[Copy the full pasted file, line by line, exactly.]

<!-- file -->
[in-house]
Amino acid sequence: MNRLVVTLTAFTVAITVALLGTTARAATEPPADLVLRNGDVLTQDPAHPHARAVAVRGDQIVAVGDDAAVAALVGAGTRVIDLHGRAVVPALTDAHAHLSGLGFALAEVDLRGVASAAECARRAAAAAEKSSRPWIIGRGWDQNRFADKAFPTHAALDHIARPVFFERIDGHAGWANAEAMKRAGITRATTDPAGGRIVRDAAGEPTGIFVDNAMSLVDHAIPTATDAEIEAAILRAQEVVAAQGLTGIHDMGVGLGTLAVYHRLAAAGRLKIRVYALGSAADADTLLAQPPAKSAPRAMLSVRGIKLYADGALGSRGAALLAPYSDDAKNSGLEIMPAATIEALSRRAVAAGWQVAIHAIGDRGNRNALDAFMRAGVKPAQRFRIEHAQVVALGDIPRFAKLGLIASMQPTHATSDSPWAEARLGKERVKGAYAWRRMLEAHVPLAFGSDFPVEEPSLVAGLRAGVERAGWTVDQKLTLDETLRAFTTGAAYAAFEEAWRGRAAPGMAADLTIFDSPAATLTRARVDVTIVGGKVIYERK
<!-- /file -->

[in-house]
Amino acid sequence: MNRLVVTLTAFTVAITVALLGTTARAATEPPADLVLRNGDVLTQDPAHPHARAVAVRGDQIVAVGDDAAVAALVGAGTRVIDLHGRAVVPALTDAHAHLSGLGFALAEVDLRGVASAAECARRAAAAAEKSSRPWIIGRGWDQNRFADKAFPTHAALDHIARPVFFERIDGHAGWANAEAMKRAGITRATTDPAGGRIVRDAAGEPTGIFVDNAMSLVDHAIPTATDAEIEAAILRAQEVVAAQGLTGIHDMGVGLGTLAVYHRLAAAGRLKIRVYALGSAADADTLLAQPPAKSAPRAMLSVRGIKLYADGALGSRGAALLAPYSDDAKNSGLEIMPAATIEALSRRAVAAGWQVAIHAIGDRGNRNALDAFMRAGVKPAQRFRIEHAQVVALGDIPRFAKLGLIASMQPTHATSDSPWAEARLGKERVKGAYAWRRMLEAHVPLAFGSDFPVEEPSLVAGLRAGVERAGWTVDQKLTLDETLRAFTTGAAYAAFEEAWRGRAAPGMAADLTIFDSPAATLTRARVDVTIVGGKVIYERK